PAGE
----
The term *conditional association* refers to the association of the \(X\) and \(Y\) variables conditional on the level of \(Z\). Likewise, the *marginal association* refers to the overall association between \(X\) and \(Y\) while ignoring \(Z\).

The finding of conditional association does not imply marginal association, nor vice-versa. The use of the CMH test to control for the stratifying variable in analysis serves to avoid the well-documented phenomenon of the Simpson’s Paradox in which statistical significance may be found when considering the association between two variables, but where no such significance may be found after considering the stratification. Likewise, the reverse situation may arise where no association may be found between the binary variables, but may be observed when the third variable is introduced.

Refer to Agresti (2002, sec. 2.7.3) for more information on the content of this section.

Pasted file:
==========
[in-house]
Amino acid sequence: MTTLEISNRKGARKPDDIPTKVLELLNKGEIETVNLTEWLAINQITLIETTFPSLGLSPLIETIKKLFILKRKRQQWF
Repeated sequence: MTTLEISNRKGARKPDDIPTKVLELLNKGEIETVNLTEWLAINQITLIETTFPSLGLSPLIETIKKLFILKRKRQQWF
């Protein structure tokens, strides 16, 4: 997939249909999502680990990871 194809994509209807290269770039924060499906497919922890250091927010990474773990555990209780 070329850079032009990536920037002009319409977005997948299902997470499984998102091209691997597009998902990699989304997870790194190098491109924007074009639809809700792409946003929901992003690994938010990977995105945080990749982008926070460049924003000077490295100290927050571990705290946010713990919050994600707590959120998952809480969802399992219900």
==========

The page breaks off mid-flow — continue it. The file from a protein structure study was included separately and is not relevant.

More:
*Homogeneous association* is when all the odds ratios between binary variables \(X\) and \(Y\) are equal for all \(j\) levels of variable \(Z\), such that \[\theta_{XY(1)}=\theta_{XY(2)}=...=\theta_{XY(j)}.\] (Agresti 2002, sec. 2.7.6)

The Breslow-Day test can be used to check the null hypothesis that all odds ratios are equal. The Cochran-Mantel-Haenszel test can be thought of as a special case of the Breslow-Day test wherein the common odds ratio is assumed to be 1 (however, the calculations are not equivalent). Using the `Titanic`

data, we can perform the Breslow-Day test using `BreslowDayTest()`

from the `DescTools`

package.

```
library(DescTools)
BreslowDayTest(x = partial_tables, OR = 1)
```

```
##
## Breslow-Day test on Homogeneity of Odds Ratios
##
## data: partial_tables
## X-squared = 397.54, df = 3, p-value < 2.2e-16
```

Note the near agreement with the output from `mantelhaen.test()`

from the section above.

Agresti, A. 2002. *An Introduction to Categorical Data Analysis*. 2nd ed. Wiley Series in Probability and Statistics. Wiley-Interscience.

Cochran, William G. 1954. “Some Methods for Strengthening the Common Chi-Squared Tests.” *Biometrics* 10 (4): 417–51. https://www.jstor.org/stable/3001616.

Mantel, N., and W. Haenszel. 1959. “Statistical Aspects of the Analysis of Data from Retrospective Studies of Disease.” *Journal of the National Cancer Institute* 22 (4): 719–48. https://pubmed.ncbi.nlm.nih.gov/13655060.